your Creative Visualization
that resemble abstract drawings you have to give a sense,
are known as "droodles". These kinds of puzzles
were popularized in the U.S. by Roger Price's 1953 book "Droodles".
The trademarked name 'droodle' is a portmanteau word suggesting
both 'doodle' and 'riddle'. But the droodles or indovinelli
grafici have been known since the Renaissance in Italy.
One of the oldest droodles – representing a blind
beggar behind a street corner – was drawn by the
Italian painter Agostino
what exactly is a "Droodle"? It is actually a
kind of minimal cartoon featuring rather abstract pictorial
elements accompanied by an implicit question: "What
is it?". A punch line (usually a funny description,
see images further below) finally
made the cartoon obvious.
are based on the pareidolia (payr-eye-DOH-lee-uh),
an innate human tendency to impose a pattern on random
or ambiguous shapes. Astronomer Carl Sagan claimed that
the tendency to see faces in tortillas, clouds, cinnamon
buns, and the like is an evolutionary trait. He wrote:
"As soon as the infant can see, it recognizes faces, and we now know that
this skill is hardwired in our brains. Those infants who a million years ago
were unable to recognize a face smiled back less, were less likely to win the
hearts of their parents, and less likely to prosper. These days, nearly every
infant is quick to identify a human face, and to respond with a goony grin" (Sagan,
ability to have what we know interacts top-down with what
we see, and allows us to recognize a scene, a portrait
even from these minimal cartoons. The world that surrounds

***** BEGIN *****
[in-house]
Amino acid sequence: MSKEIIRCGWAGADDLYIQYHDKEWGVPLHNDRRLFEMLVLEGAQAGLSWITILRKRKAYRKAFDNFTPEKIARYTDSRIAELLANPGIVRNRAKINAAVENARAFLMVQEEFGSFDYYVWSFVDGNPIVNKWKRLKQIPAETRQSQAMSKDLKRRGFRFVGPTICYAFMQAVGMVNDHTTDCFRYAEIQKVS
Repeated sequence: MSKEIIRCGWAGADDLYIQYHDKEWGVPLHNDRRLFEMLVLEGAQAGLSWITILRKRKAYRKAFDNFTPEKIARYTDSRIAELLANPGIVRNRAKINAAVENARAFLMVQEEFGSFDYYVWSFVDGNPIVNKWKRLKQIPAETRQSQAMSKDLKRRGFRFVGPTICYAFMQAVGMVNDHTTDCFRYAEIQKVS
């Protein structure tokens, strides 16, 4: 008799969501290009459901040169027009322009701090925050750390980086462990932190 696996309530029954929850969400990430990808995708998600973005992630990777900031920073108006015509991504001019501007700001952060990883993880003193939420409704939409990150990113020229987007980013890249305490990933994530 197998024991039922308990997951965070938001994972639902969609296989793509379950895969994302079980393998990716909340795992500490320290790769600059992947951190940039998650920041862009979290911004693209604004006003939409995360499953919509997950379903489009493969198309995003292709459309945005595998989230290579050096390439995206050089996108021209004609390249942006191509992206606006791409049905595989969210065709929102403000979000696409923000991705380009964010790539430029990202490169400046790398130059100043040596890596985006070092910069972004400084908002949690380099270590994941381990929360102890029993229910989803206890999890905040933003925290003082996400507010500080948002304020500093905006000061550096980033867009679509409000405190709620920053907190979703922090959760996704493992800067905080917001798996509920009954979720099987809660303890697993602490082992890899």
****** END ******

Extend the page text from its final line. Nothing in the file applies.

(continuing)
us is 'sensorially noisy': in fact, we don't realize that
most of the signals/stimuli we receive from our environment
are sometimes full of gaps, because our mental top-down
processing restores them unconsciously.
we give signification to every data coming into our
When your brain has to identify an object, it must match
what you see against your stored knowledge and experiences.
Taking sensory data in from the environment and analyzing
relevant information is called "bottom-up processing".
Bottom-up processing is tied to EMPIRICAL reality and deals
with the transformation of concrete, physical features of
stimuli into abstract models.
when your EXPECTATIONS affect perception, the phenomenon
is referred to as "top-down" or "conceptually
driven processing". Top-down processing involves your
past experiences, knowledge, motivations, and cultural
background as well in perceiving the world. In a few words,
top-down processing involves higher mental functioning
that influences HOW you understand physical objects, signs
and events. The droodles illustrate the importance of top-down
processing: without the labels, these drawings are meaningless.
But once the drawings are identified, your perception changes
and you can easily find meaning in them, or even give new
meanings by idea-association. Moreover, as soon as the
meaning of a drawing 'emerges' (that is, when it becomes
familiar to you), you can no longer see it as you were
seeing it before!
your imagination with droodles
Giving meaning to abstract forms can also
be a way to stimulate your imagination and exercise your
visual thinking skills. When Leonardo da Vinci needed to
get his creative juices flowing, he sat and stared at clouds
or rocks... "If you look upon an old wall covered with
dirt or the odd appearance of some streaked stones",
he once wrote, "you may discover several things like
landscapes, battles, clouds, uncommon attitudes, humorous
faces, draperies...". Da Vinci heartily recommended
this 'new method' of invention as a practical technique for "opening
the mind and putting it upon the scent of new thoughts".
The abstract, organic forms embedded in crumbling walls and
hunks of stone, he believed, could be put to work as "terrestrial
batteries for jump-starting the imagination" (just for
your enlightenment, in the language of Da Vinci, doodle is
named 'ghirigoro' or 'scarabocchio').
encourage parents and educators to use our math droodles
as a tool to build young (and grown-up) creative minds...
For that purpose, do not hesitate to download any of
(visit also www.droodles.com).
You're also encouraged to expand and/or improve this
article. Send your comments, feedback or suggestions
A. Sarcone. Thanks!